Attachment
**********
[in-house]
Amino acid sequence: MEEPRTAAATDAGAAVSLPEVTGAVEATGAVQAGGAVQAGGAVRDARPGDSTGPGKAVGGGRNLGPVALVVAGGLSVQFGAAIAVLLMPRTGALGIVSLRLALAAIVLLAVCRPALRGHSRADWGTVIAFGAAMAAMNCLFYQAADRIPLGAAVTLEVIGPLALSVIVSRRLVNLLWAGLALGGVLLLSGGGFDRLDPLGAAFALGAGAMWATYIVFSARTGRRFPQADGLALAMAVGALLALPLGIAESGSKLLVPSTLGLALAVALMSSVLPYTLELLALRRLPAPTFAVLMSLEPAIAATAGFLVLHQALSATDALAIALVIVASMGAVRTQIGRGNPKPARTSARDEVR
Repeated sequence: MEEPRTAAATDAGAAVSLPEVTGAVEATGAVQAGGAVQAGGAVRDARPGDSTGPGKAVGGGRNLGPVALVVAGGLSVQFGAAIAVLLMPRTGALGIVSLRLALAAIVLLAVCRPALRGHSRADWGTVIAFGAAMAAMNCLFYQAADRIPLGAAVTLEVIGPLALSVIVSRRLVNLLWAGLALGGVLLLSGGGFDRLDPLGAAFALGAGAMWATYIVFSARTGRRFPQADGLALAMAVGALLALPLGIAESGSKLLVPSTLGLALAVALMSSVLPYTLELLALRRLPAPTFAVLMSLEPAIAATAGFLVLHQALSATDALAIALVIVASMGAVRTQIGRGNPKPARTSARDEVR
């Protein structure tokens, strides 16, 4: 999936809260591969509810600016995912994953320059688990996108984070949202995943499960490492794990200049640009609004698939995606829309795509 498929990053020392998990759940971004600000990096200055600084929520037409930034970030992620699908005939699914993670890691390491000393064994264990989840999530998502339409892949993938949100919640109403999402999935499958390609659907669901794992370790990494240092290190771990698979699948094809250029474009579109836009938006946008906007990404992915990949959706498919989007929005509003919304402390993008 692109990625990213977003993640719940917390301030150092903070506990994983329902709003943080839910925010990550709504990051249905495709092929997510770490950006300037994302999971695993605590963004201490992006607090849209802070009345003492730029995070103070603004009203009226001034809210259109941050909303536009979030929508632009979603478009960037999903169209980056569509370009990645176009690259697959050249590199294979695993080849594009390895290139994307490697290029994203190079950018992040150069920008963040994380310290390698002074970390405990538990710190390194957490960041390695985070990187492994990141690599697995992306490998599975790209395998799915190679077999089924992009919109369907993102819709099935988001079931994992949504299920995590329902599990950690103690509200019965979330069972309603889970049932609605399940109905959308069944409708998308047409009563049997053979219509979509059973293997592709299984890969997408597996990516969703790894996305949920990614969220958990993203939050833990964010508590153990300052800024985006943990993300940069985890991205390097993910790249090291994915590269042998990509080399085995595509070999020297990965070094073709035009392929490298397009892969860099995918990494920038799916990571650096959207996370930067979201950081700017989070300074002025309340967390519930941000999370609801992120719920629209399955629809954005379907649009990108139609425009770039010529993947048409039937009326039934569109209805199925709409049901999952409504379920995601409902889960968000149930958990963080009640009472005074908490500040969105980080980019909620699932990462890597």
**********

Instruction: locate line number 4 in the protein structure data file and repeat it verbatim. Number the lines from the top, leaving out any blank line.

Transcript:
């Protein structure tokens, strides 16, 4: 999936809260591969509810600016995912994953320059688990996108984070949202995943499960490492794990200049640009609004698939995606829309795509 498929990053020392998990759940971004600000990096200055600084929520037409930034970030992620699908005939699914993670890691390491000393064994264990989840999530998502339409892949993938949100919640109403999402999935499958390609659907669901794992370790990494240092290190771990698979699948094809250029474009579109836009938006946008906007990404992915990949959706498919989007929005509003919304402390993008 692109990625990213977003993640719940917390301030150092903070506990994983329902709003943080839910925010990550709504990051249905495709092929997510770490950006300037994302999971695993605590963004201490992006607090849209802070009345003492730029995070103070603004009203009226001034809210259109941050909303536009979030929508632009979603478009960037999903169209980056569509370009990645176009690259697959050249590199294979695993080849594009390895290139994307490697290029994203190079950018992040150069920008963040994380310290390698002074970390405990538990710190390194957490960041390695985070990187492994990141690599697995992306490998599975790209395998799915190679077999089924992009919109369907993102819709099935988001079931994992949504299920995590329902599990950690103690509200019965979330069972309603889970049932609605399940109905959308069944409708998308047409009563049997053979219509979509059973293997592709299984890969997408597996990516969703790894996305949920990614969220958990993203939050833990964010508590153990300052800024985006943990993300940069985890991205390097993910790249090291994915590269042998990509080399085995595509070999020297990965070094073709035009392929490298397009892969860099995918990494920038799916990571650096959207996370930067979201950081700017989070300074002025309340967390519930941000999370609801992120719920629209399955629809954005379907649009990108139609425009770039010529993947048409039937009326039934569109209805199925709409049901999952409504379920995601409902889960968000149930958990963080009640009472005074908490500040969105980080980019909620699932990462890597």